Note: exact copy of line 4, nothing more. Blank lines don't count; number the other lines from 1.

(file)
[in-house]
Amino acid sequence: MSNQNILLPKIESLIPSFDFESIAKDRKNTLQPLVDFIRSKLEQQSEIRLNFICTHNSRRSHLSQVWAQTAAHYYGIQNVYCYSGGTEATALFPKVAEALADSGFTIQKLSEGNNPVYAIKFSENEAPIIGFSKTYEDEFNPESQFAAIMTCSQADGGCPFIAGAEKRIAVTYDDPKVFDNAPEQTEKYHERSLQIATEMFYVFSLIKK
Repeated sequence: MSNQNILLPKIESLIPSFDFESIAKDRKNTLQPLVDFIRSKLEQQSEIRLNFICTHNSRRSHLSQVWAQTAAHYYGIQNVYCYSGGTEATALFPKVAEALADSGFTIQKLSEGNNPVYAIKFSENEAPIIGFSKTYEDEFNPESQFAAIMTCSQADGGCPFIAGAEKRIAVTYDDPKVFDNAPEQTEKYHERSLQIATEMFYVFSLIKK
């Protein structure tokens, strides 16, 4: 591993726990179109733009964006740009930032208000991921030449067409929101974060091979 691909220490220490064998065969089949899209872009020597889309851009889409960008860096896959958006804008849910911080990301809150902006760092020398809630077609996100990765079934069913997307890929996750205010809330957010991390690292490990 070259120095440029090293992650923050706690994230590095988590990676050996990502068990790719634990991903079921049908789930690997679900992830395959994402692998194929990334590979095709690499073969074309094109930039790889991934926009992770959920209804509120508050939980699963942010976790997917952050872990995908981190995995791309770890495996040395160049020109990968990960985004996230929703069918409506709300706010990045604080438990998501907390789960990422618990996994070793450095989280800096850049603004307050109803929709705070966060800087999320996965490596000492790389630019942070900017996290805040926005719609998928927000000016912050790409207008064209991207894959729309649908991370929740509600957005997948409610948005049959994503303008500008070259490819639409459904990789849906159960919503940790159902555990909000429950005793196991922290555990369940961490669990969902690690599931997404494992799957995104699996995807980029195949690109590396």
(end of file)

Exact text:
């Protein structure tokens, strides 16, 4: 591993726990179109733009964006740009930032208000991921030449067409929101974060091979 691909220490220490064998065969089949899209872009020597889309851009889409960008860096896959958006804008849910911080990301809150902006760092020398809630077609996100990765079934069913997307890929996750205010809330957010991390690292490990 070259120095440029090293992650923050706690994230590095988590990676050996990502068990790719634990991903079921049908789930690997679900992830395959994402692998194929990334590979095709690499073969074309094109930039790889991934926009992770959920209804509120508050939980699963942010976790997917952050872990995908981190995995791309770890495996040395160049020109990968990960985004996230929703069918409506709300706010990045604080438990998501907390789960990422618990996994070793450095989280800096850049603004307050109803929709705070966060800087999320996965490596000492790389630019942070900017996290805040926005719609998928927000000016912050790409207008064209991207894959729309649908991370929740509600957005997948409610948005049959994503303008500008070259490819639409459904990789849906159960919503940790159902555990909000429950005793196991922290555990369940961490669990969902690690599931997404494992799957995104699996995807980029195949690109590396």